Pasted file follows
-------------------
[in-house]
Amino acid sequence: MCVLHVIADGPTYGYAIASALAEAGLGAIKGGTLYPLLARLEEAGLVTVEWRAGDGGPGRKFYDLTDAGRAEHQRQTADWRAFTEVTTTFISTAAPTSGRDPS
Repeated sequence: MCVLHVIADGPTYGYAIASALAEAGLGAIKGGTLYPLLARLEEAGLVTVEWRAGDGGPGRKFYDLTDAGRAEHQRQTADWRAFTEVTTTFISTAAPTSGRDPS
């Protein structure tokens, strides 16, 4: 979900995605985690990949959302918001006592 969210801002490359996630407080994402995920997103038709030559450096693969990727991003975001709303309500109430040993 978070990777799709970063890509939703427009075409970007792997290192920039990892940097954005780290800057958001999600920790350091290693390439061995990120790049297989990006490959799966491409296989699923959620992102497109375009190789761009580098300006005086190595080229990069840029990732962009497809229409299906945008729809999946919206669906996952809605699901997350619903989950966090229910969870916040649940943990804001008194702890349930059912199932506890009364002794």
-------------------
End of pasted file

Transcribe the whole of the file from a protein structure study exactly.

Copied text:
[in-house]
Amino acid sequence: MCVLHVIADGPTYGYAIASALAEAGLGAIKGGTLYPLLARLEEAGLVTVEWRAGDGGPGRKFYDLTDAGRAEHQRQTADWRAFTEVTTTFISTAAPTSGRDPS
Repeated sequence: MCVLHVIADGPTYGYAIASALAEAGLGAIKGGTLYPLLARLEEAGLVTVEWRAGDGGPGRKFYDLTDAGRAEHQRQTADWRAFTEVTTTFISTAAPTSGRDPS
């Protein structure tokens, strides 16, 4: 979900995605985690990949959302918001006592 969210801002490359996630407080994402995920997103038709030559450096693969990727991003975001709303309500109430040993 978070990777799709970063890509939703427009075409970007792997290192920039990892940097954005780290800057958001999600920790350091290693390439061995990120790049297989990006490959799966491409296989699923959620992102497109375009190789761009580098300006005086190595080229990069840029990732962009497809229409299906945008729809999946919206669906996952809605699901997350619903989950966090229910969870916040649940943990804001008194702890349930059912199932506890009364002794």